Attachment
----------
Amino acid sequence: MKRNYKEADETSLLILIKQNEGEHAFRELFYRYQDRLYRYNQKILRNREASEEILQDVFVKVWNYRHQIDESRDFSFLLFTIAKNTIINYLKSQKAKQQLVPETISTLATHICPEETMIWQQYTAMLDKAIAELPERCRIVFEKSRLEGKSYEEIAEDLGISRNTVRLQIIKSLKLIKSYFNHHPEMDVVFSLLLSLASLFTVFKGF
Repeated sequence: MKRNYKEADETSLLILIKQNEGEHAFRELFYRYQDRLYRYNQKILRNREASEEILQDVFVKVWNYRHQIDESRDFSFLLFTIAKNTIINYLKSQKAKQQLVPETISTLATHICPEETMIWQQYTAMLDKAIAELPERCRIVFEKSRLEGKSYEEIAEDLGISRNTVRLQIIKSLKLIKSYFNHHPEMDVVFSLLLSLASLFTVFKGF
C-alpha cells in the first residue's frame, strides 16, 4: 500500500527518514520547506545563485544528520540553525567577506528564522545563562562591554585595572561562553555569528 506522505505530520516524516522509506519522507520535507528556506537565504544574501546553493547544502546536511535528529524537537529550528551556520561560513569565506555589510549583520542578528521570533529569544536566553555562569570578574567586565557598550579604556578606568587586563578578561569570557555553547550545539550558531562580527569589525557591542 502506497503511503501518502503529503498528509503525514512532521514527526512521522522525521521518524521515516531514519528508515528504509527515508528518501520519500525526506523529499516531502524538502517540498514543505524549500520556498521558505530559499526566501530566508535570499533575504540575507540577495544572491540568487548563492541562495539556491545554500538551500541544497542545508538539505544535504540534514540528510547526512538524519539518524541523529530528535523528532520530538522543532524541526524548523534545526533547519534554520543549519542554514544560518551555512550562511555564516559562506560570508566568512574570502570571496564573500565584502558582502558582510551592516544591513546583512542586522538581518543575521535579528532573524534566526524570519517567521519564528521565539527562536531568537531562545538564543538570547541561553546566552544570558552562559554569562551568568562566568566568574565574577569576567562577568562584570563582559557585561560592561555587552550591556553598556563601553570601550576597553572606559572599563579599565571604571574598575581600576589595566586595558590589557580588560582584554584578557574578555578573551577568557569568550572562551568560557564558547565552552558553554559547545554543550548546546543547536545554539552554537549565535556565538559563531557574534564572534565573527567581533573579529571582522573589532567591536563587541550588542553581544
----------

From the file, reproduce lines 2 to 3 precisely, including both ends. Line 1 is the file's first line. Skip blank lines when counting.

Repeated sequence: MKRNYKEADETSLLILIKQNEGEHAFRELFYRYQDRLYRYNQKILRNREASEEILQDVFVKVWNYRHQIDESRDFSFLLFTIAKNTIINYLKSQKAKQQLVPETISTLATHICPEETMIWQQYTAMLDKAIAELPERCRIVFEKSRLEGKSYEEIAEDLGISRNTVRLQIIKSLKLIKSYFNHHPEMDVVFSLLLSLASLFTVFKGF
C-alpha cells in the first residue's frame, strides 16, 4: 500500500527518514520547506545563485544528520540553525567577506528564522545563562562591554585595572561562553555569528 506522505505530520516524516522509506519522507520535507528556506537565504544574501546553493547544502546536511535528529524537537529550528551556520561560513569565506555589510549583520542578528521570533529569544536566553555562569570578574567586565557598550579604556578606568587586563578578561569570557555553547550545539550558531562580527569589525557591542 502506497503511503501518502503529503498528509503525514512532521514527526512521522522525521521518524521515516531514519528508515528504509527515508528518501520519500525526506523529499516531502524538502517540498514543505524549500520556498521558505530559499526566501530566508535570499533575504540575507540577495544572491540568487548563492541562495539556491545554500538551500541544497542545508538539505544535504540534514540528510547526512538524519539518524541523529530528535523528532520530538522543532524541526524548523534545526533547519534554520543549519542554514544560518551555512550562511555564516559562506560570508566568512574570502570571496564573500565584502558582502558582510551592516544591513546583512542586522538581518543575521535579528532573524534566526524570519517567521519564528521565539527562536531568537531562545538564543538570547541561553546566552544570558552562559554569562551568568562566568566568574565574577569576567562577568562584570563582559557585561560592561555587552550591556553598556563601553570601550576597553572606559572599563579599565571604571574598575581600576589595566586595558590589557580588560582584554584578557574578555578573551577568557569568550572562551568560557564558547565552552558553554559547545554543550548546546543547536545554539552554537549565535556565538559563531557574534564572534565573527567581533573579529571582522573589532567591536563587541550588542553581544